RTS professor of OT speaks out about how the Church should be accepting of evolution:


In addition, at Wheaton University, Professor of OT Studies, John Walton, recently published this book The Lost World of Genesis One: Ancient Cosmology and the Origins Debate Dr. Vern Poythress of Westminster Theological Seminary in Philadelphia criticized it roundly in a World Magazine book review, after which several additional OT profs come out in support of Walton's re-interpretation (Scot McKnight, Peter Enns, Dr. James Collins).

I think this trend is sad, but telling. Postmodernism has infected the thinking of more than just the secular universities, and I very much appreciate the headship of the elders of our churches who are wise to these whims and are guarding the flock against it. I was hopeful that the anti-modernism strand of post-modernism might win out against materialism as the overarching philosophy we would see develop, but instead, the culture seems to be moving more toward hyper-materialism in the areas of science.

As a much less informed sheep than all of these scholars, I have to admit that no textual critic could convince me that there is not an all-powerful and loving Creator behind the origin of our life. Just look at the operation of a so-called "simple" cell (there's nothing simple about it):


Charles Darwin revolutionized biology, but did he refute intelligent design? from harperone on Vimeo.



Here's my simplistic way of interpreting Genesis 1:
John 1:1 In the beginning was the Word, and the Word was with God, and the Word was God. 2 He was with God in the beginning.
3 Through him all things were made; without him nothing was made that has been made. 4 In him was life, and that life was the light of men. 5The light shines in the darkness, but the darkness has not understood it.

Thursday, March 25, 2010

Can the Church Change the World?

JT at Between Two Worlds is blogging through a new and fascinating book by James Davison Hunter called "To Change the World: The Irony, Tragedy, and Possibility of Christianity in the Late Modern World" (Oxford University Press, 2010).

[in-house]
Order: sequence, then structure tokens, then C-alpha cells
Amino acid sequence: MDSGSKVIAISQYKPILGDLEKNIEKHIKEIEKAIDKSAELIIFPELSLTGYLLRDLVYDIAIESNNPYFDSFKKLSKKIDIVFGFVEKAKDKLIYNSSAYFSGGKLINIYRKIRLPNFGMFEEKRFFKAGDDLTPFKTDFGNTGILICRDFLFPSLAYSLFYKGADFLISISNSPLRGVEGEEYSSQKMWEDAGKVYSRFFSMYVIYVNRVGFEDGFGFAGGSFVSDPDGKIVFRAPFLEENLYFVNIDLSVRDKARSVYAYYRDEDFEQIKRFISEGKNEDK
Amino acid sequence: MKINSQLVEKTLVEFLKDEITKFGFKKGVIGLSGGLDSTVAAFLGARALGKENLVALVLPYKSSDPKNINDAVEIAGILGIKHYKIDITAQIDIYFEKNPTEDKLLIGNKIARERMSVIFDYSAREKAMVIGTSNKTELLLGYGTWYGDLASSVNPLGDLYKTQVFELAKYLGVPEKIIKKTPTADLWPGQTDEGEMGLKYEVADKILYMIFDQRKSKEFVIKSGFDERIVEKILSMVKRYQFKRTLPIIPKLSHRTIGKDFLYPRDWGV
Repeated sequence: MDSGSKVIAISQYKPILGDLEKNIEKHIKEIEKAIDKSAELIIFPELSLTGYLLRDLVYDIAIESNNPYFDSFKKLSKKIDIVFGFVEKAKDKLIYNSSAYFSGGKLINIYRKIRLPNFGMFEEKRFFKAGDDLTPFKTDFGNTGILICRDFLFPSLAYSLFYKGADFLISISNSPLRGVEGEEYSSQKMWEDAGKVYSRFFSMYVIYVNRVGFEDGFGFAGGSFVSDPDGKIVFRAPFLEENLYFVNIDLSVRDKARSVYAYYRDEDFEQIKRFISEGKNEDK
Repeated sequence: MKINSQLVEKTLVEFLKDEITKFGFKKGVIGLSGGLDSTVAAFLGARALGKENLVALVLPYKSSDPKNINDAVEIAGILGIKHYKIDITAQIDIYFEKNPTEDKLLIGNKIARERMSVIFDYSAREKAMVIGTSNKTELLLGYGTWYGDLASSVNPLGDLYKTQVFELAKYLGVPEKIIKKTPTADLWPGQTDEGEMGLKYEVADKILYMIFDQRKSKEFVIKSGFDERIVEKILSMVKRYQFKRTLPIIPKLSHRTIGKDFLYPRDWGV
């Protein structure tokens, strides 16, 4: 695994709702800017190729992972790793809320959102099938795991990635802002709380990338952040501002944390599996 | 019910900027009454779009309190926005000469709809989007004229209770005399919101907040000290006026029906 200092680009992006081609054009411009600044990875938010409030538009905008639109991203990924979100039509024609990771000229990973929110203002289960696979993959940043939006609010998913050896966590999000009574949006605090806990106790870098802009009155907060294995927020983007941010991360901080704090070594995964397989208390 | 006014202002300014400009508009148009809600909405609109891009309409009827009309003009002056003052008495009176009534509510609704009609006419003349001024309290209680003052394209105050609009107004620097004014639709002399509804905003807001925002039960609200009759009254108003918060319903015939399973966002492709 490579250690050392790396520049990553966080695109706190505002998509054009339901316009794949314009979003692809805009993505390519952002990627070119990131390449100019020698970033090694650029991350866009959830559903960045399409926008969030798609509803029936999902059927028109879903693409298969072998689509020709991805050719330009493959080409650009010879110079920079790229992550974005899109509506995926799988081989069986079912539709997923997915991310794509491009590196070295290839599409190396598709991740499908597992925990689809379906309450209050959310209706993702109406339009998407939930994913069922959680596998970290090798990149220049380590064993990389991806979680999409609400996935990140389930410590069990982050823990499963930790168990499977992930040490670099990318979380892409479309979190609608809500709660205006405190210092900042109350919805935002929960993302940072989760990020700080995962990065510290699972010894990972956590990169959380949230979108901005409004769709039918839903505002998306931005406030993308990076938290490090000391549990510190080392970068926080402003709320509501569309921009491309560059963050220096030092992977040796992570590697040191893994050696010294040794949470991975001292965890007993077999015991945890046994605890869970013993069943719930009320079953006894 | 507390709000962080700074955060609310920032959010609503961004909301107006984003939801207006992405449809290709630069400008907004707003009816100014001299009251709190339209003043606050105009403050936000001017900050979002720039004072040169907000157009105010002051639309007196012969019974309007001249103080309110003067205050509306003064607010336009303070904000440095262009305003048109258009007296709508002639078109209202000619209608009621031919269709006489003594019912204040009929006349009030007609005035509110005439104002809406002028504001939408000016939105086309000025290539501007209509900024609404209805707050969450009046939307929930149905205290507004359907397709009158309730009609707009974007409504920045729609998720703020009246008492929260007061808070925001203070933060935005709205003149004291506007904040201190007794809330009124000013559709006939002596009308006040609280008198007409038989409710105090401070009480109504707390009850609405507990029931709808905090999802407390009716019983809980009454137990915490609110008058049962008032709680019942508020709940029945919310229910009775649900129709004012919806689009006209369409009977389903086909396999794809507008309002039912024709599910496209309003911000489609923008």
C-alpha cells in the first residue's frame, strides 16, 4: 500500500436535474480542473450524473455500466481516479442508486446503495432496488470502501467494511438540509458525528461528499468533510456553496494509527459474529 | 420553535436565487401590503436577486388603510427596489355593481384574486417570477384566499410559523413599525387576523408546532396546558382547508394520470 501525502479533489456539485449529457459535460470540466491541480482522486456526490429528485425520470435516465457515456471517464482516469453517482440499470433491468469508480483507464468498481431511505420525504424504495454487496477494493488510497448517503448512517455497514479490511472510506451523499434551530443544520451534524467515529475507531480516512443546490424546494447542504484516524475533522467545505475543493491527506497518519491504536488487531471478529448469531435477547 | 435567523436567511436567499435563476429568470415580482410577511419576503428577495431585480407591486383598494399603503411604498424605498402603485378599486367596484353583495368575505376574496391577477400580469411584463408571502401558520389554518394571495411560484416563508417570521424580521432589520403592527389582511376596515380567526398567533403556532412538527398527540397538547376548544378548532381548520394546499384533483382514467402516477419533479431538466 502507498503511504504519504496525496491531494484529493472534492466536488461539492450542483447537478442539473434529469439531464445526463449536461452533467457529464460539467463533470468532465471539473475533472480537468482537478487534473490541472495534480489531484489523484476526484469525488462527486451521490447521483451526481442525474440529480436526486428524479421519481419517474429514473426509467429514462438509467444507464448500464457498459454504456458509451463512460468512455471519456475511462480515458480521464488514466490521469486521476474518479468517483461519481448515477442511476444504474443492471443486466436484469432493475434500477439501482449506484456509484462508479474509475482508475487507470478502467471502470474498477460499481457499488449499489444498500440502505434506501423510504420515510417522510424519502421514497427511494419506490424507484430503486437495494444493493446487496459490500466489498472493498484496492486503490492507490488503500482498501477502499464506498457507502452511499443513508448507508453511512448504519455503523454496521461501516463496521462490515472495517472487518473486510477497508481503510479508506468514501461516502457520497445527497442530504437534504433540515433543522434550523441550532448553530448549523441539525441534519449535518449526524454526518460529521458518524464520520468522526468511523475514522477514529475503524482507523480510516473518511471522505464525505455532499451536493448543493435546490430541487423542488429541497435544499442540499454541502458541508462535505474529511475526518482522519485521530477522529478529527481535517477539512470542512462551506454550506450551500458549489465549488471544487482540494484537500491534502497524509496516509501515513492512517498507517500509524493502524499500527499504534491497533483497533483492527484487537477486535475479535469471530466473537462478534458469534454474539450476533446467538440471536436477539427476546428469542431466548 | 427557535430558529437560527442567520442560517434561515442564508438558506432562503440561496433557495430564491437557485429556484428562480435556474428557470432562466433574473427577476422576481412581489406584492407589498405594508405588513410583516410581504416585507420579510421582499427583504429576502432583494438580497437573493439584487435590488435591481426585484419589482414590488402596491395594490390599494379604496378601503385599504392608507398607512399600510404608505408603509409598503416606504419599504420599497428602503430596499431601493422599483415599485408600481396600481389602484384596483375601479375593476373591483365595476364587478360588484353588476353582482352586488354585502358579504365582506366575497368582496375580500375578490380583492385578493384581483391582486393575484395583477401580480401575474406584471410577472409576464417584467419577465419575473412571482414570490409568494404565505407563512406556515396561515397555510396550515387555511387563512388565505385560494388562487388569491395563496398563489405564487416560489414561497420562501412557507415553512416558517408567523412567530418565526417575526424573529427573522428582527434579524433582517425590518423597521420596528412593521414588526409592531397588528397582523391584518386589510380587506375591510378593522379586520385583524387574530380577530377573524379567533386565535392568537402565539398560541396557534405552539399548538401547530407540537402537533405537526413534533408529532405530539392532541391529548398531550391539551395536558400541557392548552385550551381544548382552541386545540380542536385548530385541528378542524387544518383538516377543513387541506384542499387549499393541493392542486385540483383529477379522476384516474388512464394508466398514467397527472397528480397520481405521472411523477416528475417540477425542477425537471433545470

In it Hunter argues:

"I contend that the dominant ways of thinking about culture and cultural change are flawed, for they are based on both specious social science and problematic theology.

In brief, the model on which various strategies are based not only does not work, but it cannot work.

On the basis of this working theory, Christians cannot “change the world” in a way that they desire.


I've been studying this whole concept of worldview from many perspectives lately, including by hopefully finishing my graduate certificate in Apologetics and Outreach this month. I fully expect that Hunter's book will be an excellent compliment to our Sunday School text by Nancy Pearcey on "Total Truth," along with the series from the White Horse Inn on "Natural Law and The Two Kingdoms" (March 14) and "The Kingdom of God" (current).

How Atheism Led Peter Hitchens (brother of Christopher) to Faith

Peter Hitchens, author of "The Rage Against God: How Atheism Led Me to Faith," discusses his conversion, his relationship with his brother Christopher, and his experiences living in Russia and as a former revolutionary Marxist.

Peter Hitchens Author Interview--The Rage Against God from Gorilla Poet Productions on Vimeo.

Wednesday, March 17, 2010

Prodigals, yes, but not disinherited

“We are all prodigal sons, and not disinherited; we have received our portion, and misspent it, not been denied it. We are God’s tenants here, and yet here, he, our landlord, pays us rents; not yearly, nor quarterly, but hourly and quarterly; every minute he renews his mercy.”

John Donne, quoted in Thomas C. Oden, Classical Pastoral Care (Grand Rapids, 1987), III:285 (HT: Christ is Deeper Still).

Romans 8 Cont'd: Update on Matt Chandler

Matt Chandler shares how Romans 8:18-23 applies to his present circumstances as he continues to undergo treatment for his brain cancer:


18 For I consider that the sufferings of this present time are not worth comparing with the glory that is to be revealed to us. 19 For the creation waits with eager longing for the revealing of the sons of God. 20 For the creation was subjected to futility, not willingly, but because of him who subjected it, in hope 21 that the creation itself will be set free from its bondage to corruption and obtain the freedom of the glory of the children of God. 22 For we know that the whole creation has been groaning together in the pains of childbirth until now. 23 And not only the creation, but we ourselves, who have the firstfruits of the Spirit, groan inwardly as we wait eagerly for adoption as sons, the redemption of our bodies.